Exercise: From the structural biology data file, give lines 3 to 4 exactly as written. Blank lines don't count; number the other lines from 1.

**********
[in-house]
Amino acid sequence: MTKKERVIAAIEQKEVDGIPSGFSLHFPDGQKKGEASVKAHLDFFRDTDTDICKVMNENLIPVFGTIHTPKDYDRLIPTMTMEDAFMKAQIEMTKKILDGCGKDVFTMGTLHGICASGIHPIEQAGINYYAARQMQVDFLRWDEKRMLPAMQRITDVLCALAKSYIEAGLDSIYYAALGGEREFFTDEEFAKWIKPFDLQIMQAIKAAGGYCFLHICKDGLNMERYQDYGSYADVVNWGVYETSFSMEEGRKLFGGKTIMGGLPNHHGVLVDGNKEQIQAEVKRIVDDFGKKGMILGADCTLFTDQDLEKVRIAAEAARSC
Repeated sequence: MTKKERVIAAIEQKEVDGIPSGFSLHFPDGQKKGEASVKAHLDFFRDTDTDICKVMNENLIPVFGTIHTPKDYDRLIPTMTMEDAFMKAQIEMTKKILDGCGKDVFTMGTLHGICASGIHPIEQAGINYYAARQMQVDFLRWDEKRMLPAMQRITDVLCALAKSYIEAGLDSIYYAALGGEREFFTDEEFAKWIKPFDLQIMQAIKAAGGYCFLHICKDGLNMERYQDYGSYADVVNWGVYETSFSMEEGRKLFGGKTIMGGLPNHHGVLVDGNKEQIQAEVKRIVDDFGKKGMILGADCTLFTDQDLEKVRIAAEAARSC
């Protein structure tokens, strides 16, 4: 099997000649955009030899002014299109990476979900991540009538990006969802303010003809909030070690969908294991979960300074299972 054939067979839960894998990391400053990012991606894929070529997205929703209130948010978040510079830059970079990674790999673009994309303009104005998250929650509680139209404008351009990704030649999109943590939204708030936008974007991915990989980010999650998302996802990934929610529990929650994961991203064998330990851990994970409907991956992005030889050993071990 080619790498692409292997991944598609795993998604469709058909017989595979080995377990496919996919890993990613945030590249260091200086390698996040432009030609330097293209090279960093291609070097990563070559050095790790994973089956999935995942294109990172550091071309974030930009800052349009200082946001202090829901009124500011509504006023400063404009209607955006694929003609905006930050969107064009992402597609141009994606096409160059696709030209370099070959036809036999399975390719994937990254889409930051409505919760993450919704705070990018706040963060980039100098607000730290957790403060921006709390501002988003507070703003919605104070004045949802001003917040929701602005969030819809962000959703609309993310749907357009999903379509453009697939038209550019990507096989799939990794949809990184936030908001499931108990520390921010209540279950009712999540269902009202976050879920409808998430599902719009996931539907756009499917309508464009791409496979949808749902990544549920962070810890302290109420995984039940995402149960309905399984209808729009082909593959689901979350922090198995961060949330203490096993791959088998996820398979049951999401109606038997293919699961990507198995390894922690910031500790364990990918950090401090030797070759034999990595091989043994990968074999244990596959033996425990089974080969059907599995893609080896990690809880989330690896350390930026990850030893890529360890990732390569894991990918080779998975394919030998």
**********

Repeated sequence: MTKKERVIAAIEQKEVDGIPSGFSLHFPDGQKKGEASVKAHLDFFRDTDTDICKVMNENLIPVFGTIHTPKDYDRLIPTMTMEDAFMKAQIEMTKKILDGCGKDVFTMGTLHGICASGIHPIEQAGINYYAARQMQVDFLRWDEKRMLPAMQRITDVLCALAKSYIEAGLDSIYYAALGGEREFFTDEEFAKWIKPFDLQIMQAIKAAGGYCFLHICKDGLNMERYQDYGSYADVVNWGVYETSFSMEEGRKLFGGKTIMGGLPNHHGVLVDGNKEQIQAEVKRIVDDFGKKGMILGADCTLFTDQDLEKVRIAAEAARSC
């Protein structure tokens, strides 16, 4: 099997000649955009030899002014299109990476979900991540009538990006969802303010003809909030070690969908294991979960300074299972 054939067979839960894998990391400053990012991606894929070529997205929703209130948010978040510079830059970079990674790999673009994309303009104005998250929650509680139209404008351009990704030649999109943590939204708030936008974007991915990989980010999650998302996802990934929610529990929650994961991203064998330990851990994970409907991956992005030889050993071990 080619790498692409292997991944598609795993998604469709058909017989595979080995377990496919996919890993990613945030590249260091200086390698996040432009030609330097293209090279960093291609070097990563070559050095790790994973089956999935995942294109990172550091071309974030930009800052349009200082946001202090829901009124500011509504006023400063404009209607955006694929003609905006930050969107064009992402597609141009994606096409160059696709030209370099070959036809036999399975390719994937990254889409930051409505919760993450919704705070990018706040963060980039100098607000730290957790403060921006709390501002988003507070703003919605104070004045949802001003917040929701602005969030819809962000959703609309993310749907357009999903379509453009697939038209550019990507096989799939990794949809990184936030908001499931108990520390921010209540279950009712999540269902009202976050879920409808998430599902719009996931539907756009499917309508464009791409496979949808749902990544549920962070810890302290109420995984039940995402149960309905399984209808729009082909593959689901979350922090198995961060949330203490096993791959088998996820398979049951999401109606038997293919699961990507198995390894922690910031500790364990990918950090401090030797070759034999990595091989043994990968074999244990596959033996425990089974080969059907599995893609080896990690809880989330690896350390930026990850030893890529360890990732390569894991990918080779998975394919030998």